← Return to Prolia treatment for osteoporosis

Veruska (@veriska)

Prolia treatment for osteoporosis

Bones, Joints & Muscles | Last Active: May 14 5:24am | Replies (1017)

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I am tentative about this drug also. I have hashimoto's disease, gastroparesis, kidney disease that is not active, and osteoporosis. My last DEXA scan was -4.5 at the hip and -2.5 at the spine. After a year and a half of resistance training twice a week for an hour each with a Wellness Coach and by a physical therapist, my spine is now not losing any bone but my hip has lost 5% in 2 years. I have been taking 2000 Vit D3, adequate calcium since I have calcification in my arteries (I am 68 years old), along with Vit K2, and magnesium and a multiple vitamin. My hesitation is that 3 totally different drugs have sent me to cardiac care for 5 days or more with blood pressure over 200. Acthar, Livalo (a cholesterol med) and Tacrolimus. At all times I had just visited my nephrologist & my kidneys were fine in that I was not dumping protein. I have always had excellent creatinine clearance… just protein loss. I am not able to take any of the Fosamax or pills such as that. They make me dump more protein. Unless someone can steer me to someone that can do some genetic counseling to see why my body is not metabolizing drugs like everyone else's, I am not inclined to take Prolia. I don't know where to turn for more help. My endocrinologist just keeps pushing Prolia. But at least I have built muscle to support these old bones until they just break. Any advice would be helpful.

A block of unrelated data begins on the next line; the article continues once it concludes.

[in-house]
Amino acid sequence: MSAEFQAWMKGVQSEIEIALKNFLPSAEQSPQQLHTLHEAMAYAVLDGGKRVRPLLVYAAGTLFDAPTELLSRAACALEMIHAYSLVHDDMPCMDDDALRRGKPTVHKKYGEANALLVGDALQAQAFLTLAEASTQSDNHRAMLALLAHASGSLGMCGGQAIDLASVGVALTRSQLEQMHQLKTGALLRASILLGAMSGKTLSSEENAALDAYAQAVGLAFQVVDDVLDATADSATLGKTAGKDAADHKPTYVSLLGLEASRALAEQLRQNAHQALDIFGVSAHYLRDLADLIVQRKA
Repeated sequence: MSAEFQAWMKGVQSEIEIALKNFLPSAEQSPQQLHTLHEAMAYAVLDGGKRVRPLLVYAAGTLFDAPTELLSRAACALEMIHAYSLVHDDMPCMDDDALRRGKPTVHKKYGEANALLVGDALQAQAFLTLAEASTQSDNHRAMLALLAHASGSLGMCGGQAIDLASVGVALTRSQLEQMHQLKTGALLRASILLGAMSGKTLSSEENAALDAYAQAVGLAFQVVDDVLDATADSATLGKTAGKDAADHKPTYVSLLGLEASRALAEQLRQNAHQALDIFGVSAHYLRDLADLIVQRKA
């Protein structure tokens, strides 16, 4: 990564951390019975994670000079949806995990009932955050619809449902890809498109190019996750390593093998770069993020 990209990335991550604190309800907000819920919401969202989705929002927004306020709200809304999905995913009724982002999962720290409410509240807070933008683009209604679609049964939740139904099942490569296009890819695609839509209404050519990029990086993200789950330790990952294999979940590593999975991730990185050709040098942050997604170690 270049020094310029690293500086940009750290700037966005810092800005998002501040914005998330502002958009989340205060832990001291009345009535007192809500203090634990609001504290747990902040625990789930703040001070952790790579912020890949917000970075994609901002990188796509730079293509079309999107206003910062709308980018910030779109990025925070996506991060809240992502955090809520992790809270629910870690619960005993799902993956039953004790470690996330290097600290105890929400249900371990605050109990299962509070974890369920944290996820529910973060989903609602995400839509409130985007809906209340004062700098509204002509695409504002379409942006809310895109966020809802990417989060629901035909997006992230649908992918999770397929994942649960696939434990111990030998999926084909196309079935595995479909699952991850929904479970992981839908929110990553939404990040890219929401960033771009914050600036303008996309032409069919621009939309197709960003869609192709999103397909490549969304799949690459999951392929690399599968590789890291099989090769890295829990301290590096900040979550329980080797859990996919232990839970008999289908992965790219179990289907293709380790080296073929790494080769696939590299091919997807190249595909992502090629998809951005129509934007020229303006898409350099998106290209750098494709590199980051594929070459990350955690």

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Replies to "I am tentative about this drug also. I have hashimoto's disease, gastroparesis, kidney disease that is..."

Mayo does gene testing and genetic counseling to help find the right medication for a particular person.

Do you know what department I would contact? Do I need a doctor's referral?

I won't take Prolia due to it stating that stopping the injections can cause spinal fractures. My pharmacist confirmed this with the manufacturer, although the endocrinologist believes otherwise. . The other problem is that having low bone density doesn't correlate to bone strength. I have osteoporosis, but have never broken a bone, even when falling. My friend doesn't have osteoporosis, but has broken bones when falling. Unfortunately, there is not enough known about this disease and we are all guinea pigs. The medical profession is constantly changing their minds about treatments that were once mainstream. That is not necessarily a bad thing; it just means one should do some research and not blindly trust their doctor.

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